Efforts to improve navigation of the Wateree River along the Kershaw County area of the river dates from just after the Revolutionary War. From 1818 to 1828, South Carolina funded extensive internal improvement projects along most state rivers, including the Wateree/Catawba. Locks and canals were built to facilitate passage through shoals and other impediments to navigation.
South Carolina is known as a "red state" and a "conservative" state, and so one might be led to believe it's a place where non-"progressive," free-market policies reign. Certainly, South Carolina has a reputation for being a "low tax state." But the reputation is unearned. A brief look at the legislature's record on tax policy -- perhaps the most fundamental free market issue -- reveals a profound disconnect between reputation and reality.
I have several different duties and assignments here at the Chronicle-Independent, but picking my favorite is not something I have to think very hard or long about. It's covering crime news and the activities and efforts of the Camden Police Department (CPD) and the Kershaw County Sheriff's Office (KCSO). There's always something different, sometimes humorous and never boring. Every now and then it's tragic and that part is not fun at all, but our job is to get the news into the hands of the people, even if, or especially if, it's not good news.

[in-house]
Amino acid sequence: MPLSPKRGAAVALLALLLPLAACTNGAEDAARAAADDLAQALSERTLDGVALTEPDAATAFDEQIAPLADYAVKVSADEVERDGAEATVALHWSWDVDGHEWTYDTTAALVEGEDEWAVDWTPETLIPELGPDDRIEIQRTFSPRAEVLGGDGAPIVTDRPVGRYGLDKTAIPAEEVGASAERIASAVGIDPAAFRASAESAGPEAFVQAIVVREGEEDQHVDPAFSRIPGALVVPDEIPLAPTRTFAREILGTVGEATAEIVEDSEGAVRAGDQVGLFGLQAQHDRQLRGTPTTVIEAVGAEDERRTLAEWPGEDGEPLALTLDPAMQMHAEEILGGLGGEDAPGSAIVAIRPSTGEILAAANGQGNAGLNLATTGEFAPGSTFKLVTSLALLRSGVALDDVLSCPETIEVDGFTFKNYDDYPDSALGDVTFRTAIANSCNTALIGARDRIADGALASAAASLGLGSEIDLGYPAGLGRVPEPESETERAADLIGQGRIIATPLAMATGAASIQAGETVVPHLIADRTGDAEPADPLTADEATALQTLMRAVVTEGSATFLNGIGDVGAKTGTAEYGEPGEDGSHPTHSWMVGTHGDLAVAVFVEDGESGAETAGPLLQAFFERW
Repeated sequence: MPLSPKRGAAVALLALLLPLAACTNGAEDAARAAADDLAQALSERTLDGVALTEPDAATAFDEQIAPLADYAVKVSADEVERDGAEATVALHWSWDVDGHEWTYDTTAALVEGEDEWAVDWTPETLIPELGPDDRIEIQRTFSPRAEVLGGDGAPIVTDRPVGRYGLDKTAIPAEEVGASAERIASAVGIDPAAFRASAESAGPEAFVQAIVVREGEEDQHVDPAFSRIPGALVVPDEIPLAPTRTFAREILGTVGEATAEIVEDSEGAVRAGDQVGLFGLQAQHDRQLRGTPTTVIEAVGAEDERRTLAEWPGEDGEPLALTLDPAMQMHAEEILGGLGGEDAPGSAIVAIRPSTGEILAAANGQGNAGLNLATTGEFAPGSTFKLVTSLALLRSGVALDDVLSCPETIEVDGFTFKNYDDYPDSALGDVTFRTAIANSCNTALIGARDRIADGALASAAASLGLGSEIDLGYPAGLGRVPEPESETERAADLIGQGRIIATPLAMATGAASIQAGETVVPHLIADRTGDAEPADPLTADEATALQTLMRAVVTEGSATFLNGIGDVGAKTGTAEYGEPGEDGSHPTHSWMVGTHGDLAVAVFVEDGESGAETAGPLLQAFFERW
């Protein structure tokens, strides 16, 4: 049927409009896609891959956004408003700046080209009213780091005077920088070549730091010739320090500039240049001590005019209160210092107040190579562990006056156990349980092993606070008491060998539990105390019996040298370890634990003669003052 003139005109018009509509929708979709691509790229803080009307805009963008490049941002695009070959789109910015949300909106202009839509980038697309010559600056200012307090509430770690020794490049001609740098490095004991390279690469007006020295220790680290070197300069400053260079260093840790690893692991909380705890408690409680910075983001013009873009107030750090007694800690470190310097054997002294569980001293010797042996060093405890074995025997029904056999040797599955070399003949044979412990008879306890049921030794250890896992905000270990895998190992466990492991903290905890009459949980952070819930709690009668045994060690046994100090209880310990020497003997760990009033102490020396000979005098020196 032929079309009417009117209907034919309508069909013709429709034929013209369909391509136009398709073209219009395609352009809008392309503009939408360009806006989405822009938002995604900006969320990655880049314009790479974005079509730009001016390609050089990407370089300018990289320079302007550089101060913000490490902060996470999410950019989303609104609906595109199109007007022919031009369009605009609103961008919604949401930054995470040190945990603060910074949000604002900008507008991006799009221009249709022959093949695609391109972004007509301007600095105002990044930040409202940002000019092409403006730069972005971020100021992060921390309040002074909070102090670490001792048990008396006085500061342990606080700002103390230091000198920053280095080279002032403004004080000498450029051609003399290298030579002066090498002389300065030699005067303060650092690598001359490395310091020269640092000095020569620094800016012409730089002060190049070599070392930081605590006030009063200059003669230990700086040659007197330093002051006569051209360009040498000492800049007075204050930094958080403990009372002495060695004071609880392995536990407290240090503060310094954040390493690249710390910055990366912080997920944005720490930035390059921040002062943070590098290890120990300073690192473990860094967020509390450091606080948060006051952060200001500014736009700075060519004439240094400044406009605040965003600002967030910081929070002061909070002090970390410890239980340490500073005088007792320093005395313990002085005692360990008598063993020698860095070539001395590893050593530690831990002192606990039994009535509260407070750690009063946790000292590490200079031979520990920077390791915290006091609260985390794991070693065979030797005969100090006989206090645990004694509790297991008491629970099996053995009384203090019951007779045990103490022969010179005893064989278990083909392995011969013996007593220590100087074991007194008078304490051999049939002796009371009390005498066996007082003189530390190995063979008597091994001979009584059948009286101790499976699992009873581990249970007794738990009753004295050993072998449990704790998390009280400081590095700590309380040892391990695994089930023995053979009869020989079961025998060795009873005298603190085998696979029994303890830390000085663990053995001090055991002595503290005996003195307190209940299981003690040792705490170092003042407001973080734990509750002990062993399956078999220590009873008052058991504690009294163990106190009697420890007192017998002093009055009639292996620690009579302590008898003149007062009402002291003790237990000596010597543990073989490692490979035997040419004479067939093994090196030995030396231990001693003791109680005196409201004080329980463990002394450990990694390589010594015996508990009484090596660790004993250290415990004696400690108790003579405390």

In honor of all mothers in South Carolina -- "for all that they do," the newly formed Family Heritage Committee is sponsoring the First Annual South Carolina Mother's Day Festival this Saturday at Zemp Stadium. The inclusive event will celebrate mothers from all communities and backgrounds in our state. The festival includes a parade from City Hall to Zemp Stadium, a program with Dr. Brenda Williams as keynote speaker, food vendors, live entertainment, and kids' activities. Admission is free. If you want your mother in the parade, the fee is $10. All proceeds benefit the Family Resource Center; Sistercare; New ...
WASHINGTON -- Say what you will, but you'd best check for recording devices. Alternatively, you might check your thoughts.
(Note: this column first appeared in 1990.)
WASHINGTON -- The Cliven Bundy spectacle in Nevada has provided a Wild West backdrop for our hottest political issues as we gallop toward the midterm elections.
I've used my column to express various opinions, ideas and experiences I've had. I've used it as a way to make others smile or laugh and a way to share my passion for various aspects of life. Today, I use it in a more somber way, to remember the life of a friend who was recently lost.
We in South Carolina like to think of ourselves as caring and generous people -- willing to give our time and money to help our fellow man. This is how we see ourselves.